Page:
OLIVER Mtukudzi has warned that home is “no longer a safe refuge” for abused kids as shock new police figures showed EIGHTY ONE children were raped over a seven-day period last month – in most cases by relatives.
Mtukudzi is calling on parents to be constantly on the alert for potential child abuse within the family.
“The problem that we have is that those who are supposed to take care of children, where they are supposed to seek refuge, that’s where there is a big danger,” Mtukudzi said, speaking at his 60th birthday celebrations hosted by the United Nations Children’s Fund (Unicef).
“Children no longer safe even at home; home is no longer a safe refuge for them.”
Mtukudzi was speaking last Friday, and on Monday this week his warning was brought home as police released shock new statistics about child rape.
Police spokeswoman Assistant Commissioner Charity Charamba said in the week ending September 25, police had dealt with 81 cases of child rape countrywide – up from 65 a week earlier.
More alarmingly, she said a majority of the cases involved relatives, and police are urging parents to exercise extreme caution when they leave their children with neighbours and the extended family.
"The rape cases are on the increase and evident from our investigations is the fact that relatives commit most juvenile rape cases," Assistant Commissioner Charamba said.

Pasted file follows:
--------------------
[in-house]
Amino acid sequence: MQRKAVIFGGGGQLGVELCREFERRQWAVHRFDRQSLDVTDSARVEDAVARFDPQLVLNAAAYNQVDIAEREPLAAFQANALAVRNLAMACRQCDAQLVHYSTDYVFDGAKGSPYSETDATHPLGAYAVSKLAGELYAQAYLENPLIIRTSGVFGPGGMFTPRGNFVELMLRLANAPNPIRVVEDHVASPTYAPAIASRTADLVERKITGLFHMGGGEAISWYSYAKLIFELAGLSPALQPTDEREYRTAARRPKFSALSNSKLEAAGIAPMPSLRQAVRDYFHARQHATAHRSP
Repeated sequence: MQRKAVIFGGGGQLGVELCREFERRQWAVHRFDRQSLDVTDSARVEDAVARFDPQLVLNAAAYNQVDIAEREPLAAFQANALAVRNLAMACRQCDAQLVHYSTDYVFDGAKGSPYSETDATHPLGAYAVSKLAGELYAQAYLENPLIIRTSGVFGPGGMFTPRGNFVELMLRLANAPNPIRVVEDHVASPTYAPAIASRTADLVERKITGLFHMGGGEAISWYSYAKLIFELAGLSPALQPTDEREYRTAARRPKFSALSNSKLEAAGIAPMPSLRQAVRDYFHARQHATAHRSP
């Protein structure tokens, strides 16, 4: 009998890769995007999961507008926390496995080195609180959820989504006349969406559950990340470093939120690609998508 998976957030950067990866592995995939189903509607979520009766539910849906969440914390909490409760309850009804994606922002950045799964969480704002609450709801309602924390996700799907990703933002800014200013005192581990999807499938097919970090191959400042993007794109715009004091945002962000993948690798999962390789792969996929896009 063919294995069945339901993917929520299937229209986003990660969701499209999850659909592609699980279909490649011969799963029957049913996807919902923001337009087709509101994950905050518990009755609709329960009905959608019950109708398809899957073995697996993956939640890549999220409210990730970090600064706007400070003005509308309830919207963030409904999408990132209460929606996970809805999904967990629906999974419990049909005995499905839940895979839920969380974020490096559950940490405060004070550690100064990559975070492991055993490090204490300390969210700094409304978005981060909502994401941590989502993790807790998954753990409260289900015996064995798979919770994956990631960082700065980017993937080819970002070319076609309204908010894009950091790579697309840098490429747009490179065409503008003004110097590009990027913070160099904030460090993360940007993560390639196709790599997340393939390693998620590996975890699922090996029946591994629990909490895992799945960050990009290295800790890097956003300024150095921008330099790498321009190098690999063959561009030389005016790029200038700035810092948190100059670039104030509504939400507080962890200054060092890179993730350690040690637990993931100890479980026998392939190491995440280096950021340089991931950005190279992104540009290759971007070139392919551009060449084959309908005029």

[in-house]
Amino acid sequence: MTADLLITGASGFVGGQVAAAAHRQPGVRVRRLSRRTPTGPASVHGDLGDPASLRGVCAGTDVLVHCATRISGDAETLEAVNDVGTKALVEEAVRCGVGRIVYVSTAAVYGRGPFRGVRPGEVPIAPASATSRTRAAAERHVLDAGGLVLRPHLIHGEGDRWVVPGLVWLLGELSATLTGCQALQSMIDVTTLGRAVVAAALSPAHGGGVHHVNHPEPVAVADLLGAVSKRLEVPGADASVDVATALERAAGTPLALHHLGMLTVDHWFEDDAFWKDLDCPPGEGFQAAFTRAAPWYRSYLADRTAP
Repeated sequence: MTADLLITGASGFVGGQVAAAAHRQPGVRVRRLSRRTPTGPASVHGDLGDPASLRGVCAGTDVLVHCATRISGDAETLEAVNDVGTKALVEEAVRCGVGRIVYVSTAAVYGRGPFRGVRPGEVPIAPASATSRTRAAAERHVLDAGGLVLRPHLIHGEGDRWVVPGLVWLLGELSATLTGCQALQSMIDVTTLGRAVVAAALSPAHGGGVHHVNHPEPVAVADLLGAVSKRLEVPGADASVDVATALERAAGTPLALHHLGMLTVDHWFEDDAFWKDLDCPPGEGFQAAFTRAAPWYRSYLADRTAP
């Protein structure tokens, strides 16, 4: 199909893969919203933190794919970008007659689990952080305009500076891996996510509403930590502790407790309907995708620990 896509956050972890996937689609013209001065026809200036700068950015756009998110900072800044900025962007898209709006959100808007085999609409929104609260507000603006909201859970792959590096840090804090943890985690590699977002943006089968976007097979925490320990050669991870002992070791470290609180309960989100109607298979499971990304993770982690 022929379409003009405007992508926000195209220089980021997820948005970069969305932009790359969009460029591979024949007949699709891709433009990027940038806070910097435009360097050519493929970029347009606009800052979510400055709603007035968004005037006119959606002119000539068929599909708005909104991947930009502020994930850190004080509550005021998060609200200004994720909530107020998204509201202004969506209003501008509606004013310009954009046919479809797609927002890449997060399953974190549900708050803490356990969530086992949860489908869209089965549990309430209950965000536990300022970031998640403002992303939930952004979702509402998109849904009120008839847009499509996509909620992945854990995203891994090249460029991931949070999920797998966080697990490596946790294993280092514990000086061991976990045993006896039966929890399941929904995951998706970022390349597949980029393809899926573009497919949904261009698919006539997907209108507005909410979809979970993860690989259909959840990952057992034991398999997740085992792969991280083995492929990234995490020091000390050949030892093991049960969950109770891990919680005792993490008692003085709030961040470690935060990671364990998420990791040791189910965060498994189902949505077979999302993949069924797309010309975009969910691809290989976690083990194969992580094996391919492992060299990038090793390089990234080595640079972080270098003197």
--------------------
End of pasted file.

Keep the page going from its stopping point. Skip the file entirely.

"The public on noticing such cases try to resolve them at community level and only report to the police when such attempts have failed. Rape cases, like most serious crimes, need to be reported to the police and attended to early so that evidence is not lost.
"Parents and guardians should also be careful when leaving their children in someone's custody. In most cases when a parent decides to travel, he or she might leave the child with neighbours and this is where they also need to be careful.”
Police have found a powerful ally in Mtukudzi, who is Unicef’s regional goodwill ambassador.
In an impassioned speech to an audience of children and child safety campaigners, the singer said: “Little girls are being raped. Where does the passion come from? I blame us men because we are supposed to be taking care of those children.
“If we want to have a future, we are responsible more than women to take care of the little sisters not abuse them. If it is done to my own daughter or my own son, how do I feel?
“Parents let us be our children’s protectors. To be a parent is having a child and bringing him or her up. It does not end at birth.”
In 2011, 3,172 rape cases of juveniles were recorded countrywide up from 2,883 in 2010.